George Osborne's National Insurance holiday scheme has been branded a 'total flop' after officials admitted that just 6% of the expected number of businesses have benefited from the tax break.
The scheme, launched in September 2010, set out to offer national insurance cuts of up to £5000 each for 400,000 firms within three years for the first ten employees they take on in the first year of operation, as a way to promote the growth of new businesses.
However, HMRC admitted that just 24,000 businesses have been helped as of the end of June 2013, meaning that the scheme has achieved 6% of its target near the end of its planned duration.
Nearly 4,000 of those businesses (3935) received their NI holidays in the first six months of 2013.
The latest figures were released by HMRC after a Freedom of Information Request from the Huffington Post UK.
Labour's treasury minister Cathy Jamieson said: “These figures show that George Osborne’s flagship growth policy has been a total flop.
"After nearly three years the scheme has helped just six per cent of the number of businesses promised. With unemployment high and a growing cost of living crisis this is a huge disappointment.
“Labour said two years ago that the unused funds in the scheme should be put to good use. We called for a national insurance holiday for all small firms taking on extra workers, not just new ones. Ministers finally announced something similar in the Budget, but it won’t take effect until next April. That’s nearly four wasted years when George Osborne could have helped thousands of small businesses to expand and create jobs.”
A spokesperson from the Institute of Directors said: “National Insurance contributions are just part of the reason why it’s hard for employers to take on new staff, and whilst nearly 25,000 firms have benefited from this scheme, it’s clear that such limited interventions will never as be as beneficial as a reduction in the overall tax burden.”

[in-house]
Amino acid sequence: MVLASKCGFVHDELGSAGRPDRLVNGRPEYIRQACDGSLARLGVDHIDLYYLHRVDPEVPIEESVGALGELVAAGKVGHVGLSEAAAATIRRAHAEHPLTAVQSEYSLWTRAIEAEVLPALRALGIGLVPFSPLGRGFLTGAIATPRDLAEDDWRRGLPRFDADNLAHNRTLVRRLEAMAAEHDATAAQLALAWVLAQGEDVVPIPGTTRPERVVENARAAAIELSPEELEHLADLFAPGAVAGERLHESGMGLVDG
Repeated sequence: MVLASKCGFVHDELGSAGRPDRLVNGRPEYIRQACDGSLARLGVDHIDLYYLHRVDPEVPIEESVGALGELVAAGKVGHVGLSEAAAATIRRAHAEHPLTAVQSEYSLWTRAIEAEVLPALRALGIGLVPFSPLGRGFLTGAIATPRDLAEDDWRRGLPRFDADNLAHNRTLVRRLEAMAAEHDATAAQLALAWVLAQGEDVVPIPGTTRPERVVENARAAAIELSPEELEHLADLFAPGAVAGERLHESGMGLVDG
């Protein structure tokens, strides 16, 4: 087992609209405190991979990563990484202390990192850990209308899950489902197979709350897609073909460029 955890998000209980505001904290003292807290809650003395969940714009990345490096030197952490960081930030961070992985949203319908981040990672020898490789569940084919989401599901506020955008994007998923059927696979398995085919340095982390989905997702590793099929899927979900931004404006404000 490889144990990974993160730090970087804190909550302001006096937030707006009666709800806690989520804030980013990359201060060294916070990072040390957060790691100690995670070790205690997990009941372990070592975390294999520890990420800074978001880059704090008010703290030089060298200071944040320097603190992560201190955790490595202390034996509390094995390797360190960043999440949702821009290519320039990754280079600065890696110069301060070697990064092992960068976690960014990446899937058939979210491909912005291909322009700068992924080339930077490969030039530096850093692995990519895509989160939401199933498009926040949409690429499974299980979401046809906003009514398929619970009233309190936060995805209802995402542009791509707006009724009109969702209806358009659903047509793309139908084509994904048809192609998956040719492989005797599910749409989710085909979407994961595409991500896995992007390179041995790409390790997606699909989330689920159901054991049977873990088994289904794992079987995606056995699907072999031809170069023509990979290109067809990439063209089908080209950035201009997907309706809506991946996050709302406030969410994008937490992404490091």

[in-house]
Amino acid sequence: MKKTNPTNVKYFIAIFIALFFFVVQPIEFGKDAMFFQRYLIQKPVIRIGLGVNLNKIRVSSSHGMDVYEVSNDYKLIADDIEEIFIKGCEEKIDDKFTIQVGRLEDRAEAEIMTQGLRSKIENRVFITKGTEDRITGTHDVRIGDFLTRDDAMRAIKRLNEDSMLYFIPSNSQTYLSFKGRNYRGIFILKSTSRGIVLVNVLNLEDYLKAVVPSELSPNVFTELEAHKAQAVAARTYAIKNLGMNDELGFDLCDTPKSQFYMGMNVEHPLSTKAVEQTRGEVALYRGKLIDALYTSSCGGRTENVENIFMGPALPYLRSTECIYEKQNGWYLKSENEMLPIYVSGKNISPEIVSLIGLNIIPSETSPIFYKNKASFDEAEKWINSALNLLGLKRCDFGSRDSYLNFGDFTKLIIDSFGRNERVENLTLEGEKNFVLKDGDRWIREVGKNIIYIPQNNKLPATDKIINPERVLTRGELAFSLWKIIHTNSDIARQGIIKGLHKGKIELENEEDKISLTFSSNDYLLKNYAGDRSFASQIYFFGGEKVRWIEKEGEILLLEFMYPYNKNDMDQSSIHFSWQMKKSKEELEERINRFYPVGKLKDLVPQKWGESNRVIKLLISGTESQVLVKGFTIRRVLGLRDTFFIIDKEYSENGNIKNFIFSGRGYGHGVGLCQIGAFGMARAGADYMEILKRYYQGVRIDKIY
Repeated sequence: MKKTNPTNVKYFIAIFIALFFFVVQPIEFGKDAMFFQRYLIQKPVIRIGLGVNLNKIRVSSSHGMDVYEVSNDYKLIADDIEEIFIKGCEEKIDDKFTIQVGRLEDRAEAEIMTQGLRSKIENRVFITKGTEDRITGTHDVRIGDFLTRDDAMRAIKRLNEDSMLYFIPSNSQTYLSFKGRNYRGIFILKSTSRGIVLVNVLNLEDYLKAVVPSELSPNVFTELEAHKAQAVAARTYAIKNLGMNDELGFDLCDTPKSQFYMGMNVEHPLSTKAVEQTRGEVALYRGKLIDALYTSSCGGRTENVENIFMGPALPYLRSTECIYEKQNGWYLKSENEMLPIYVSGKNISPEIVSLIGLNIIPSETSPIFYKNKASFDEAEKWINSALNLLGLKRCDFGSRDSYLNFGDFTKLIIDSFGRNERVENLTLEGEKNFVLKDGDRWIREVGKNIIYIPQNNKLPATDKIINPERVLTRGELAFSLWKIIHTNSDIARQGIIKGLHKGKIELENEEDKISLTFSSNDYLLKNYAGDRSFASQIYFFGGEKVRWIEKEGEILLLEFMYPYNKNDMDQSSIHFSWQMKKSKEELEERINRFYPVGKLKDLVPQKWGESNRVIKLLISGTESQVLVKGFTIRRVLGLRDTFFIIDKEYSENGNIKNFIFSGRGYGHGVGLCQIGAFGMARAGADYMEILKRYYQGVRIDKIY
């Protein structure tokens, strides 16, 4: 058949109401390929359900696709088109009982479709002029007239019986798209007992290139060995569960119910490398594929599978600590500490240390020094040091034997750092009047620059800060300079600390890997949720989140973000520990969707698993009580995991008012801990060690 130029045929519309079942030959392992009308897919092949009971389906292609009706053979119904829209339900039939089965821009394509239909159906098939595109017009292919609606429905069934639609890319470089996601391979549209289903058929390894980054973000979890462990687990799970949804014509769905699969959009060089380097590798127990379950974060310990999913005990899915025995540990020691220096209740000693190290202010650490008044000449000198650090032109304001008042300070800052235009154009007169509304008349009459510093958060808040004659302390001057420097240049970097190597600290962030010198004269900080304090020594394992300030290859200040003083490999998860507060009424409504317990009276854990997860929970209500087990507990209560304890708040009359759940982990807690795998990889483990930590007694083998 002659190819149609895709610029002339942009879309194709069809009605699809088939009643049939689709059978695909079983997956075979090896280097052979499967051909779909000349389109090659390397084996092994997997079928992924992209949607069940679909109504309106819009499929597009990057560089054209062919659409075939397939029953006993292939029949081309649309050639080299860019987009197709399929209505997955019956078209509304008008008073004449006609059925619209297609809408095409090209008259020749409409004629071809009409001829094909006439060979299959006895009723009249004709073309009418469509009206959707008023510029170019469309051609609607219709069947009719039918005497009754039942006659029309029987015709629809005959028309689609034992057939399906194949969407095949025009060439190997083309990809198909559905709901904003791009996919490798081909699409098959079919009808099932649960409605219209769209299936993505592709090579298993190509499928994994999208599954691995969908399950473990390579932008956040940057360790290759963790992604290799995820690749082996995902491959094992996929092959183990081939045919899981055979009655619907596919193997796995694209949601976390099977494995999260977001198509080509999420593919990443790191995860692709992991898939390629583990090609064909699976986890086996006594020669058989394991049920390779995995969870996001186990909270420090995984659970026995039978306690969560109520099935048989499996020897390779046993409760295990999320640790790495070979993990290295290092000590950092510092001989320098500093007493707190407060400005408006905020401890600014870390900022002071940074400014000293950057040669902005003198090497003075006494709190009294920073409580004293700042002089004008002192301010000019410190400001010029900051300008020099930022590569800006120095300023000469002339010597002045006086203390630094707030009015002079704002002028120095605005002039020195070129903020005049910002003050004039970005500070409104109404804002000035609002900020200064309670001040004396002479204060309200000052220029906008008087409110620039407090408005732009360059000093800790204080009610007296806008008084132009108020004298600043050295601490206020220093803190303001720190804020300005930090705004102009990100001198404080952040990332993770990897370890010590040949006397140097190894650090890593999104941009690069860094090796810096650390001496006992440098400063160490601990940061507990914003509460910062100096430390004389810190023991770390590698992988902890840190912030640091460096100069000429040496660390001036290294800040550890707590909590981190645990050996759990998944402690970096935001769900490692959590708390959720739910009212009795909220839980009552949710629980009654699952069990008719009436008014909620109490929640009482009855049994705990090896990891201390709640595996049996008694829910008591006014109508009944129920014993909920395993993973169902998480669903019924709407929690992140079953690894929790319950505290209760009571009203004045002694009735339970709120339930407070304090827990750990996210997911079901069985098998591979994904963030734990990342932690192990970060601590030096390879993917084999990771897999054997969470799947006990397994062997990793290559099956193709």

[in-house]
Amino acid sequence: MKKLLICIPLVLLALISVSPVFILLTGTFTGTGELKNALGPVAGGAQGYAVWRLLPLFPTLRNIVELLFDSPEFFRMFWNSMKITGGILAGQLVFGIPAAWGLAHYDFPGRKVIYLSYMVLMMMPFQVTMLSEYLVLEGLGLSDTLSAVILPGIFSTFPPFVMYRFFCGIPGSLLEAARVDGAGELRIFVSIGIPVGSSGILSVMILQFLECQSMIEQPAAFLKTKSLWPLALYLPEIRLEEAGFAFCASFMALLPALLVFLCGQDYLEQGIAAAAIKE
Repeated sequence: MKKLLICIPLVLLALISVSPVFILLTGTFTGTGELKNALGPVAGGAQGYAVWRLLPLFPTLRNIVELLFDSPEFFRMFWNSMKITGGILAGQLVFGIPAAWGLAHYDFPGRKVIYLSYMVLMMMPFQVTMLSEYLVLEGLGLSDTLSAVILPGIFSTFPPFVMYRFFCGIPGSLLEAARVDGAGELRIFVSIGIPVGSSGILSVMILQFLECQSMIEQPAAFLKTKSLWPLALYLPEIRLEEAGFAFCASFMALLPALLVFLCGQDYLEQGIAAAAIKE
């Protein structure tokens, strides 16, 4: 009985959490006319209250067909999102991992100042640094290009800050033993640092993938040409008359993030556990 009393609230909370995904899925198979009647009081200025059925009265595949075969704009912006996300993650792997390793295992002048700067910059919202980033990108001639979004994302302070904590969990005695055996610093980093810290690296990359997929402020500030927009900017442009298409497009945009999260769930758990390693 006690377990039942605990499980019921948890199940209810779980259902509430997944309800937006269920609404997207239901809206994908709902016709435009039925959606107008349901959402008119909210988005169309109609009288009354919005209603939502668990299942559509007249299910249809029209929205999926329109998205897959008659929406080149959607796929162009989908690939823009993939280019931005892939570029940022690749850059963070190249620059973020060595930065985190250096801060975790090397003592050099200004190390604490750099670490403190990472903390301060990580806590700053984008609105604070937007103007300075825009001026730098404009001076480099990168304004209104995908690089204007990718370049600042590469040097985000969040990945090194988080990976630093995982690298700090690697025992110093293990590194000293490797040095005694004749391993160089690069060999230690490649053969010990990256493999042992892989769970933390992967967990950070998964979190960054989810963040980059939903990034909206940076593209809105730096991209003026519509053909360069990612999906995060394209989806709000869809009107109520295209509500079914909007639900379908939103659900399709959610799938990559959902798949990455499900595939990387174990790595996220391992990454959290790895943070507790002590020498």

A Treasury spokesperson said: “Although take up for the holiday has been far lower than expected, as of March 2013 around 22,000 registrations had been received, supporting an estimated 70,000 jobs.
"While there are no plans to extend this, the Government has taken action to reduce the employer NICs burden on small businesses by announcing the creation of a new Employment Allowance. Going further than the holiday the Allowance will be permanent, and will be open to all businesses and charities in the UK. It will also be simple to administer, to ensure maximum take up. From April 2014, every business and charity in the UK will be able to reduce their employer NICs bill by up to £2,000 each year.”
Back in his June Budget speech over three years ago, the chancellor said the Treasury expected 400,000 firms to benefit from the National Insurance scheme.
“For the next three years anyone who sets up a new business outside London, the South East and the Eastern region will be exempt from up to £5,000 of employer national insurance payments, for each of their first 10 employees hired," he said.
"We aim to have the scheme up and running by September, but any qualifying new business set up from today will also receive help.
"And the Treasury estimate that some 400,000 businesses will benefit – ensuring all parts of our country contribute to a more balanced and sustainable economic future."
In an implicit sign that the National Insurance holiday scheme needed improvement, chancellor George Osborne unveiled a new employment allowance in his 2013 budget as its replacement, which would allow employers to avoid paying the first £2,000 of their NICs.
John Allan, National Chairman of the Federation of Small Businesses, said: “The Employment Allowance, due to launch next year will mean that many small firms won’t pay national insurance at all.
"However, prior to this, research by the Federation of Small Businesses showed if the National Insurance Contributions holiday scheme had been extended across the country an additional 45,000 jobs could have been created and £1.3 billion added to GDP.”
This comes after research from Labour in 2011 suggested the scheme was costing more to run than it had delivered in help for new start-up businesses.